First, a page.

October 20, 2016
Science Daily/Scripps Research Institute
In a discovery that advances the understanding of how marijuana works in the human body, an international group of scientists, including those from the Florida campus of The Scripps Research Institute (TSRI), have for the first time created a three-dimensional atomic-level image of the molecular structure activated by tetrahydrocannabinol (THC), the active chemical in marijuana.
The new insights into the human cannabinoid receptor 1 (CB1) will provide an essential tool for understanding why some molecules related to THC have unexpectedly complex and sometimes harmful effects. The findings also have the potential to guide drug design for pain, inflammation, obesity, fibrosis and other indications.
The new study, published by the journal Cell, was led by a quartet of scientists: TSRI's Laura Bohn, Northeastern University's Alexandros Makriyannis, Shanghai Tech University's Zhi-Jie Liu and Raymond C. Stevens (also of the University of Southern California).
At the beginning of the study, the team struggled to produce a crystal form -- needed to obtain data to recreate the high-resolution structure -- of the receptor bound with AM6538, a stabilizing a molecule that blocks the receptor's action.
"The CB1 receptor proved as challenging for crystallization as it did for understanding its functional regulation and signaling," said Bohn, who is a professor in TSRI's Department of Molecular Therapeutics.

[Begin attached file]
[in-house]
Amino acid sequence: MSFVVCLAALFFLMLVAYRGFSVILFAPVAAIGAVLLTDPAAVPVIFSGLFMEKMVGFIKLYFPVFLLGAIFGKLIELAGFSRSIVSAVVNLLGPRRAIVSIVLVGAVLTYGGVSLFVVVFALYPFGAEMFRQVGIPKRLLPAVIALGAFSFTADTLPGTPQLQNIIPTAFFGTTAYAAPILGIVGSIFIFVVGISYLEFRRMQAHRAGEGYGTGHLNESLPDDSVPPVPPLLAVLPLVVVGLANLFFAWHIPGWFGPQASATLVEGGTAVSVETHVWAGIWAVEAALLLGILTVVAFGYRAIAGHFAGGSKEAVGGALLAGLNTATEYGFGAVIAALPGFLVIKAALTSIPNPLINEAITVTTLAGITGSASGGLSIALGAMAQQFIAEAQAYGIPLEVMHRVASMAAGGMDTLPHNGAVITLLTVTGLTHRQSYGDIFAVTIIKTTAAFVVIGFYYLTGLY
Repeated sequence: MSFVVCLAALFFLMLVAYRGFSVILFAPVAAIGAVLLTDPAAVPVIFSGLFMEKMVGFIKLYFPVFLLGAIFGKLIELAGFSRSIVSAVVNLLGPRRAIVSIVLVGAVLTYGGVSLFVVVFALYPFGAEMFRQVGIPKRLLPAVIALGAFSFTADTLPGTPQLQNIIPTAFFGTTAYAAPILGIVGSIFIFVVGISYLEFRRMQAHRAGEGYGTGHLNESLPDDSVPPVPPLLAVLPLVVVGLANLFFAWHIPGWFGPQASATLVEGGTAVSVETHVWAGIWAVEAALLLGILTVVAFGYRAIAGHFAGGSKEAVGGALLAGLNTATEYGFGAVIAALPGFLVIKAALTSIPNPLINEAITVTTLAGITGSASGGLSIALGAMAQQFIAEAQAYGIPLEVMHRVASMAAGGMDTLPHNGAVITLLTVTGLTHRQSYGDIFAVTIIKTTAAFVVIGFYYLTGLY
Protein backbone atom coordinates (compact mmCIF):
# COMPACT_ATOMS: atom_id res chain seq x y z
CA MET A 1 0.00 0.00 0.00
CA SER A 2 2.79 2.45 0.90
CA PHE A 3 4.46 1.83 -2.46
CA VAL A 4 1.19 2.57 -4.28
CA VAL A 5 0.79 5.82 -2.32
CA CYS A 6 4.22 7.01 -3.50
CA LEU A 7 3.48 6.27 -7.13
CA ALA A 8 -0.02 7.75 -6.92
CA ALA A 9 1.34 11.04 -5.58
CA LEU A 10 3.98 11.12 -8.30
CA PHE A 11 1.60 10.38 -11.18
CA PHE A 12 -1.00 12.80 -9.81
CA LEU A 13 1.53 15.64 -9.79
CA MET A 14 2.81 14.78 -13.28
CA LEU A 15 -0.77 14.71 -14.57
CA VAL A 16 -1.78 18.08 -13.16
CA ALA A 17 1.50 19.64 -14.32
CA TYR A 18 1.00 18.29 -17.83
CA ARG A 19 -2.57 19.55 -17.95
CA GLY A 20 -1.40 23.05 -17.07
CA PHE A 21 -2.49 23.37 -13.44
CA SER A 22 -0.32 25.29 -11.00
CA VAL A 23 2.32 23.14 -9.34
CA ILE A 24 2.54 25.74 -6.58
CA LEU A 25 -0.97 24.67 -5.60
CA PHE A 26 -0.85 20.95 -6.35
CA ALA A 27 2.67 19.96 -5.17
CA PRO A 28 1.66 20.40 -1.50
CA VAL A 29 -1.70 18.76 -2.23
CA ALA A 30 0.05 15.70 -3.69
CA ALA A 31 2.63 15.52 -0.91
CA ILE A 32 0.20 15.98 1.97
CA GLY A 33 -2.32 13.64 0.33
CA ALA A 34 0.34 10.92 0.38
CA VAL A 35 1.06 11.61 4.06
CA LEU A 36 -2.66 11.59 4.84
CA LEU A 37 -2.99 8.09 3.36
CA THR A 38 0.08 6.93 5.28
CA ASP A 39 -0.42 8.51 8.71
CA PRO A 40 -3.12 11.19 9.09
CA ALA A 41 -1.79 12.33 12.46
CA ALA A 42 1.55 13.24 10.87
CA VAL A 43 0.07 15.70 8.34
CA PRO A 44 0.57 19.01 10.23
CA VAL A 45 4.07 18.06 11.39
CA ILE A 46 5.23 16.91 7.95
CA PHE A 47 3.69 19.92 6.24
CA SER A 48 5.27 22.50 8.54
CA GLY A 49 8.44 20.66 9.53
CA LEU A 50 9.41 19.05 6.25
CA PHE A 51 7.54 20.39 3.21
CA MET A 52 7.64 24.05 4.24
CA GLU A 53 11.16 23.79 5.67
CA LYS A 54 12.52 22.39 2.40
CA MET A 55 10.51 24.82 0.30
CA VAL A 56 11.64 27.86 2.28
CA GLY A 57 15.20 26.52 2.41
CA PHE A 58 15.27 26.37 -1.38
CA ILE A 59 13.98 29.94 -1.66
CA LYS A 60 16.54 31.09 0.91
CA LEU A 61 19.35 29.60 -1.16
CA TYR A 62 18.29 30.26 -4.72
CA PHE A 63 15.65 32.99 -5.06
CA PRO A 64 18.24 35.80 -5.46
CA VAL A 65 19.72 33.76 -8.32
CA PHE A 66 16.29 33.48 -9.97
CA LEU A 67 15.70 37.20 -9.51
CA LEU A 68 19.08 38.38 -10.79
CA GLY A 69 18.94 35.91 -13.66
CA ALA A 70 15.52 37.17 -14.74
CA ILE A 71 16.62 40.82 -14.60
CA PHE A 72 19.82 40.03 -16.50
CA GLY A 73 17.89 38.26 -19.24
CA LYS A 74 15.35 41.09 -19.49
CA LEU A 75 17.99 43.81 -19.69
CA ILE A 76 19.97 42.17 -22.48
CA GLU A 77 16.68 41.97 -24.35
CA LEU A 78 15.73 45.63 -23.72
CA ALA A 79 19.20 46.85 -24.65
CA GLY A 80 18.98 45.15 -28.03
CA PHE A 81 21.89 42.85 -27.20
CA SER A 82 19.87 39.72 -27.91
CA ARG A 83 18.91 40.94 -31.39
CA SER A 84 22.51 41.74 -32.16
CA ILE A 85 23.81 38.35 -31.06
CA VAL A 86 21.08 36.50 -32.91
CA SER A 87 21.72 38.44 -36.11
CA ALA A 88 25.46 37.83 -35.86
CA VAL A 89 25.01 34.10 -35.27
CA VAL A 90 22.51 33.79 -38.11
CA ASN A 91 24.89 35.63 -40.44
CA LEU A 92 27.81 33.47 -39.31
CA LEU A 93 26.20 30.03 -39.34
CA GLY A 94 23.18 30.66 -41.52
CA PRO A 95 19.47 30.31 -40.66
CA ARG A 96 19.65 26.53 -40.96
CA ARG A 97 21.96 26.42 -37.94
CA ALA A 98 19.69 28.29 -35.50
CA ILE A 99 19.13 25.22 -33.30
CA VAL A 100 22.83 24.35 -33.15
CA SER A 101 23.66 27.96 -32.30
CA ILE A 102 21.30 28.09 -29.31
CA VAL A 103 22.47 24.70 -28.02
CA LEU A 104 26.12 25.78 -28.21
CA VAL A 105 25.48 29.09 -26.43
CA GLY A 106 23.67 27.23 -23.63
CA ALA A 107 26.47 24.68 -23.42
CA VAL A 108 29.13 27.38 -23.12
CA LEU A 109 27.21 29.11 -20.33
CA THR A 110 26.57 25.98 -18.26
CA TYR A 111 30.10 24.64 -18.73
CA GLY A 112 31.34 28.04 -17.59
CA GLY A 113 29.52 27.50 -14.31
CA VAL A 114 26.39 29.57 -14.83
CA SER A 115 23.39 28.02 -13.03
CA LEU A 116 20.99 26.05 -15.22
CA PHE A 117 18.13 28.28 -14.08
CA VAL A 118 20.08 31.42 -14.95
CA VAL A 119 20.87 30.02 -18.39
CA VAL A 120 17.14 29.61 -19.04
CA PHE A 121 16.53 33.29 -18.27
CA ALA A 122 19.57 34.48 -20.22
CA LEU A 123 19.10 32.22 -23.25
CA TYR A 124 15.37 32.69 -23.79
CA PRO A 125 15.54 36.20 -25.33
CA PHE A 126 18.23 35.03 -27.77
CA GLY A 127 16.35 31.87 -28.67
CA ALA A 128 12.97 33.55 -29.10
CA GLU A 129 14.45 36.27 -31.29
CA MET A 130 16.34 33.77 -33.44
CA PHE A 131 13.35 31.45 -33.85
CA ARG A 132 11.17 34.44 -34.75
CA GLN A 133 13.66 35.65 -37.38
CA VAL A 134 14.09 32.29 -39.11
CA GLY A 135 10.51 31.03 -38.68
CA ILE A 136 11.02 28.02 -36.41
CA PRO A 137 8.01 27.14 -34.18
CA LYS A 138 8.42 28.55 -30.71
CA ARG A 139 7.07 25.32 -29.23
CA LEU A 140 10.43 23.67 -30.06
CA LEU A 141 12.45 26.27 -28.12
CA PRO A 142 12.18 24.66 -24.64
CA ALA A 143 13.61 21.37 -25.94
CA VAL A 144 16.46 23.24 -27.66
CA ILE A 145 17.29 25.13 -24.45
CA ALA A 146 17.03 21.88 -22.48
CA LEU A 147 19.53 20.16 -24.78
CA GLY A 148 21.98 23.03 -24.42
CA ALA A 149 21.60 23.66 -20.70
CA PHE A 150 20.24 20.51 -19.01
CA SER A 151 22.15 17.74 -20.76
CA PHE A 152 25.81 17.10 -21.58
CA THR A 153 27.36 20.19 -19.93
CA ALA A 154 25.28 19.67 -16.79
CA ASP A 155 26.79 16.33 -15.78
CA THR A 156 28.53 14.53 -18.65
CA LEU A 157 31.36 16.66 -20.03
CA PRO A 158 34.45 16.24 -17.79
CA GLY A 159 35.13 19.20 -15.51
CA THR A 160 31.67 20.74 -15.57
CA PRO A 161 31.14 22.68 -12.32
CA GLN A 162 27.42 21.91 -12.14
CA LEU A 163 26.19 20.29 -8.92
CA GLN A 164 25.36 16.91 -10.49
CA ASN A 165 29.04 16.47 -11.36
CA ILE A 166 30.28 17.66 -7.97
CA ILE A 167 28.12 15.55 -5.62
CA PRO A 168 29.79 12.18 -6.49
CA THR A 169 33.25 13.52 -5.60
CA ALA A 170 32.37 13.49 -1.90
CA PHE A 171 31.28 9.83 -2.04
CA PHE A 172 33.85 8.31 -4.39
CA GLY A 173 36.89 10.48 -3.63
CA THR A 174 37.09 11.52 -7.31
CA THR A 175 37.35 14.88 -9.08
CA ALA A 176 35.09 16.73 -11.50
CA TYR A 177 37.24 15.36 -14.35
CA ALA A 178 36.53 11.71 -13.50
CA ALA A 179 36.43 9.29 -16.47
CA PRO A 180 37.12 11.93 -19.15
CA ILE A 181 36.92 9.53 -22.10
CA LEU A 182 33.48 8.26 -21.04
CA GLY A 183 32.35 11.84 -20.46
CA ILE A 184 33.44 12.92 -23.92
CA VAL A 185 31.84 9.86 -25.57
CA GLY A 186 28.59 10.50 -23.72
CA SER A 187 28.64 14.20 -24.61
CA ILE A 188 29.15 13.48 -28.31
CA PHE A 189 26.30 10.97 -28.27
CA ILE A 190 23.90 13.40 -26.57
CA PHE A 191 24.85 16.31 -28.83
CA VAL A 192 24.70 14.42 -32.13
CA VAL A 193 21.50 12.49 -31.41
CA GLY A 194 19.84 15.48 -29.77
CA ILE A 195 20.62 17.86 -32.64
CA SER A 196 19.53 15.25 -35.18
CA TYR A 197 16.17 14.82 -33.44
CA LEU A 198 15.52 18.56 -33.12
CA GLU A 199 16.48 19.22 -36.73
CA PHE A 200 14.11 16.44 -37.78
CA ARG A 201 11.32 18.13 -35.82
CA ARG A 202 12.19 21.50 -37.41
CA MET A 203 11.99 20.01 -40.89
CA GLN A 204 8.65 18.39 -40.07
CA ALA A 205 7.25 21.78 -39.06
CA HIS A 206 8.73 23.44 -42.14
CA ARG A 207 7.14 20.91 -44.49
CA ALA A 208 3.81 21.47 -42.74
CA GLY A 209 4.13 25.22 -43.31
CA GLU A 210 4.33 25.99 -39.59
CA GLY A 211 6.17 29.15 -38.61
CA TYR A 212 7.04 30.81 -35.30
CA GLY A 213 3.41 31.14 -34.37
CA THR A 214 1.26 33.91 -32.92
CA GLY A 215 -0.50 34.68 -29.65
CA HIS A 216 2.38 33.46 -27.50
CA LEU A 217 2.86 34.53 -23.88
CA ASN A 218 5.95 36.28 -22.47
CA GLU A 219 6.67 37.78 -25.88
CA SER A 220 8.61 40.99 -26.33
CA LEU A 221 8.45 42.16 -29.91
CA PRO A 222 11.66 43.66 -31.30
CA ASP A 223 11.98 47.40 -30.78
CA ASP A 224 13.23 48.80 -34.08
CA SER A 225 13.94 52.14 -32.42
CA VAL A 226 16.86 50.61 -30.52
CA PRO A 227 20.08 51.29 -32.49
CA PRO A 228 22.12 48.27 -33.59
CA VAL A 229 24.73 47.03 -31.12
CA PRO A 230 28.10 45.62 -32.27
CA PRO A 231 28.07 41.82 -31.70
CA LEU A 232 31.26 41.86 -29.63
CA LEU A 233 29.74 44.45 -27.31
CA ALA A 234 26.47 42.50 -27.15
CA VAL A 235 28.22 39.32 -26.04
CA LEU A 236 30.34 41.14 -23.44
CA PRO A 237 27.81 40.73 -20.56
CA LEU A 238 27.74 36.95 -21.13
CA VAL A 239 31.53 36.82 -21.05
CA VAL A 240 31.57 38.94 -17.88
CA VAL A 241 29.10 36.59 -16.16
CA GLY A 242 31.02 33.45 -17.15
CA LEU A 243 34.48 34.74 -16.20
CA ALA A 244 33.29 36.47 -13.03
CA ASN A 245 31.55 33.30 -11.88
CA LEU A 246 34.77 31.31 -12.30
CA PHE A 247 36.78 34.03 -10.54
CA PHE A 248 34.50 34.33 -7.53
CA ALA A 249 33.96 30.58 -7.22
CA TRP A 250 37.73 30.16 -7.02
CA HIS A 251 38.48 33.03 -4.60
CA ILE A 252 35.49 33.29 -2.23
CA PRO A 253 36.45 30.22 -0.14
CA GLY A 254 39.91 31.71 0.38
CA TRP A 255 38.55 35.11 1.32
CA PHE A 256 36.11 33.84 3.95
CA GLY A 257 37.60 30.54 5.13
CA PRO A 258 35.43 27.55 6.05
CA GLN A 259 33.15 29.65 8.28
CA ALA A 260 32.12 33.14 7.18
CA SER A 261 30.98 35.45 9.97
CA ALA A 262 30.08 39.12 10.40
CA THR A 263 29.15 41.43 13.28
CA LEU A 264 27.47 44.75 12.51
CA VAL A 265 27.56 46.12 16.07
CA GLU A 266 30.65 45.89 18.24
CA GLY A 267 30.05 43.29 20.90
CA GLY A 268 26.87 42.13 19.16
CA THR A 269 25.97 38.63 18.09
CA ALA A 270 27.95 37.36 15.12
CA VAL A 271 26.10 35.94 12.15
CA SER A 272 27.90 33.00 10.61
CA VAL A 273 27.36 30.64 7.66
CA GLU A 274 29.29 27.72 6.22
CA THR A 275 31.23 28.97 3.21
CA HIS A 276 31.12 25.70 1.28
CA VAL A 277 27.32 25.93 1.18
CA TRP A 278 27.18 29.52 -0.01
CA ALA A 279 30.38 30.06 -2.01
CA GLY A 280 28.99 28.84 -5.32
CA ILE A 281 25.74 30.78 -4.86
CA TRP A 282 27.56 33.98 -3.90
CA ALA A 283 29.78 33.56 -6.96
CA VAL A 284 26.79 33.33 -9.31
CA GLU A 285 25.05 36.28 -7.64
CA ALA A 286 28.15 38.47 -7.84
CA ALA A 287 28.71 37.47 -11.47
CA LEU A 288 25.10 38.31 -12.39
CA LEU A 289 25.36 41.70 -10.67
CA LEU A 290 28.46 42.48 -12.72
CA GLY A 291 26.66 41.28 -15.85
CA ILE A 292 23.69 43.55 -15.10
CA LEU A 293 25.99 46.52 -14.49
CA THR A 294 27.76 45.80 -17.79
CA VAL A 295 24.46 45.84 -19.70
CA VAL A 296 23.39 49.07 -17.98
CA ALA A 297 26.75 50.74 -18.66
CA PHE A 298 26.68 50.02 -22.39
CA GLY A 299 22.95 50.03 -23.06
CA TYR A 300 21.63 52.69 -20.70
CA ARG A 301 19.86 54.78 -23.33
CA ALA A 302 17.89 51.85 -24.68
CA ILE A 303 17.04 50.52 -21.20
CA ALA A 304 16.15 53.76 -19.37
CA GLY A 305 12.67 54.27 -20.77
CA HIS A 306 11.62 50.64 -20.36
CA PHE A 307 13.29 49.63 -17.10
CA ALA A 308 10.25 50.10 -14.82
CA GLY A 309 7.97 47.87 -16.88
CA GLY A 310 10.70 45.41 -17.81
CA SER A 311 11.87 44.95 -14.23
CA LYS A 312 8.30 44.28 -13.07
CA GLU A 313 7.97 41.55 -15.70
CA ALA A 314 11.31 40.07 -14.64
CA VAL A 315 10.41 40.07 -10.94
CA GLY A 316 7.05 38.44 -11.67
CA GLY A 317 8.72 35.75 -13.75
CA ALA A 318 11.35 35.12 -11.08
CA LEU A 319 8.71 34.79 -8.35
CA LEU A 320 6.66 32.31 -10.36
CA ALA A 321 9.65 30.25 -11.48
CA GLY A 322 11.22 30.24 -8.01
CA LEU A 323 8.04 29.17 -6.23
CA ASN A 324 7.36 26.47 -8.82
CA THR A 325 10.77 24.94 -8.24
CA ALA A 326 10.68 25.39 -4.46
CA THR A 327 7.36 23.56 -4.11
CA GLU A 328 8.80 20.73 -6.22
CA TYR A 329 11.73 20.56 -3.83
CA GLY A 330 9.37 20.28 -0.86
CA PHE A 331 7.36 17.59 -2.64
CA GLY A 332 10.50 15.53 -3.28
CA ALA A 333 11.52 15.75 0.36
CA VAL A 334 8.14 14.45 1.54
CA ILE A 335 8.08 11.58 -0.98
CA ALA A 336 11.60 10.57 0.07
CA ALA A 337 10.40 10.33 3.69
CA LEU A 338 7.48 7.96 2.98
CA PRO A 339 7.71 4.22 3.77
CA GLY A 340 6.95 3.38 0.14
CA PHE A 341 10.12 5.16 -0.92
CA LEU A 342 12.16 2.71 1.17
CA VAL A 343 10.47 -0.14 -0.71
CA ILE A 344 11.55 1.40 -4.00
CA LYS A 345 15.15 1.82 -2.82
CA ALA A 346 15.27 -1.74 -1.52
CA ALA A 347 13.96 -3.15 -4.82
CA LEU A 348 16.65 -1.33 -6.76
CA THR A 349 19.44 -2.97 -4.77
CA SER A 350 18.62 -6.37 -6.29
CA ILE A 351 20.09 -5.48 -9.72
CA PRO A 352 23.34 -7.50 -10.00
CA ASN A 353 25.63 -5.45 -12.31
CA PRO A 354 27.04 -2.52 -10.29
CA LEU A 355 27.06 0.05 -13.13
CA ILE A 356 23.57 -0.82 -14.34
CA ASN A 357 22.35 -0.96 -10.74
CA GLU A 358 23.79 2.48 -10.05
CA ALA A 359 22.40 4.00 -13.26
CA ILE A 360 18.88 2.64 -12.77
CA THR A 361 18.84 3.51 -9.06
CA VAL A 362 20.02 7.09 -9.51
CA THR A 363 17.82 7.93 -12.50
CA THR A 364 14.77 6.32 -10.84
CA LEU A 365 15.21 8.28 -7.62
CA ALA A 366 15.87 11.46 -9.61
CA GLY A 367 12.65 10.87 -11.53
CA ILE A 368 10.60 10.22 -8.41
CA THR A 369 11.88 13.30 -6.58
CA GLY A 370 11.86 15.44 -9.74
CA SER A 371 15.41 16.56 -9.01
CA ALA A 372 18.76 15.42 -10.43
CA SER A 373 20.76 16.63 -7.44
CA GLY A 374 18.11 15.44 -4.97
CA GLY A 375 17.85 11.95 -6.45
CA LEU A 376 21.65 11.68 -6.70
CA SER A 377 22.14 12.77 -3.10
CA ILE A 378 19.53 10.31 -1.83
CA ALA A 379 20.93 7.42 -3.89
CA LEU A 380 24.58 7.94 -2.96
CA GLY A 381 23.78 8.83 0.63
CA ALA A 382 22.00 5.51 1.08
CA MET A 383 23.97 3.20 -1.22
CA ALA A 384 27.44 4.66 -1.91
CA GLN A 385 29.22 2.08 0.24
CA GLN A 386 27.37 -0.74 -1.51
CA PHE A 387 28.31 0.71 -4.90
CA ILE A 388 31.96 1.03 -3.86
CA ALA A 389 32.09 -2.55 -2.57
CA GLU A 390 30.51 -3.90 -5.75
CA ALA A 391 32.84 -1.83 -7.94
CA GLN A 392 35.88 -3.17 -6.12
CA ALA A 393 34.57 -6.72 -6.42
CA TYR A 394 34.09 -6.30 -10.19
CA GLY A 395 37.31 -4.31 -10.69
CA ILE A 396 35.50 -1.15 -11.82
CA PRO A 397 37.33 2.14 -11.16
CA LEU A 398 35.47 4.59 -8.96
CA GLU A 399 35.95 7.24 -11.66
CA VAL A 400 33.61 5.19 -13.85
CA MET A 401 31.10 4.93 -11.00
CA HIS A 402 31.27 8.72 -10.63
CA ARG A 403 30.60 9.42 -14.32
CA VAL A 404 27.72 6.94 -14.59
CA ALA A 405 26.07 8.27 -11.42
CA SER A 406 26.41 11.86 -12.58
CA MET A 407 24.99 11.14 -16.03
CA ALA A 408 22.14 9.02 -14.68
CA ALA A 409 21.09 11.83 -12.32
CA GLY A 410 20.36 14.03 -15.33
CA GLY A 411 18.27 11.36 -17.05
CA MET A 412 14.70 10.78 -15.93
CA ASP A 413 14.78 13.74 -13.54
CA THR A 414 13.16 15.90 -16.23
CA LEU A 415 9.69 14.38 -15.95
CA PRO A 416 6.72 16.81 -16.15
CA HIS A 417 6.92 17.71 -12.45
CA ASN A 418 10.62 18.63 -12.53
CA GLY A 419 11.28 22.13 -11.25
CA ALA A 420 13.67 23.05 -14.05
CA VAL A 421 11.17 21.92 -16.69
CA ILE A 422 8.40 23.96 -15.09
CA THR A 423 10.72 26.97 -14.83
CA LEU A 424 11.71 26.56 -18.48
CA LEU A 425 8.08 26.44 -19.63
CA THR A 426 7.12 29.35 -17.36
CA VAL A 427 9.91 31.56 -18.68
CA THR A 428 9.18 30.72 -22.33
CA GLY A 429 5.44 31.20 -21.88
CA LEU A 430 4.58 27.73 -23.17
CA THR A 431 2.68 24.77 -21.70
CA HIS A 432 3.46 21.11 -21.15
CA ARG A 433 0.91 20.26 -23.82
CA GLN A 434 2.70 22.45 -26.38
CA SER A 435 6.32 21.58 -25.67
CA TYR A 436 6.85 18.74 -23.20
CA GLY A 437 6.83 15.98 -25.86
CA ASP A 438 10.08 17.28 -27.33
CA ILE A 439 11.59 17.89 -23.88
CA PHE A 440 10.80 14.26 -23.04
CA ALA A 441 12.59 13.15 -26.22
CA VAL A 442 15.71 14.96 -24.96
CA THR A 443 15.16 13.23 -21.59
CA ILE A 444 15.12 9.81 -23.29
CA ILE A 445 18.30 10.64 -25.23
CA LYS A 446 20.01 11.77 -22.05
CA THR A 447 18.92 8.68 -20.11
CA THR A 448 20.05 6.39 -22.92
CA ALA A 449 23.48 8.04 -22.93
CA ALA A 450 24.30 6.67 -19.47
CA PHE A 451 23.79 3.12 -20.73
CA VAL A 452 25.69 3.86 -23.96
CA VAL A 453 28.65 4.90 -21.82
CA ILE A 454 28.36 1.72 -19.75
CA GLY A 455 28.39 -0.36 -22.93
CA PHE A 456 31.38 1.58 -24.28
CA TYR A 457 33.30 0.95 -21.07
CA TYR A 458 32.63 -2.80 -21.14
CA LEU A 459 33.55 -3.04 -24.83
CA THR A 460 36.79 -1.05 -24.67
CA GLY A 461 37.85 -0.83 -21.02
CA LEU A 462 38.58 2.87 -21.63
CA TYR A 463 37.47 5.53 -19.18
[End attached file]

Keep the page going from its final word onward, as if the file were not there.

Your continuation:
When the scientists succeeded in crystalizing the receptor and collecting the data, the structure of the cannabinoid receptor complex revealed an expansive and complicated binding pocket network consisting of multiple sub-pockets and channels to various regions of the receptor.
Cannabinoid receptors are part of a large class of receptors known as G protein-coupled receptors (GPCR), which account for about 40 percent of all prescription pharmaceuticals on the market, and play key roles in many physiological functions. When an outside substance binds to a GPCR, it activates a G protein inside the cell to release components and create a specific cellular response.
AM6538, is an antagonist/inverse agonist that binds tightly to the receptor; it has a long half-life, making it potentially useful as a treatment of addiction disorders.
"As marijuana continues to become more common in society, it is critical that we understand how it works in the human body," said Liu, who is professor and deputy director of the iHuman Institute of Shanghai Tech and is also affiliated with the Chinese Academy of Sciences.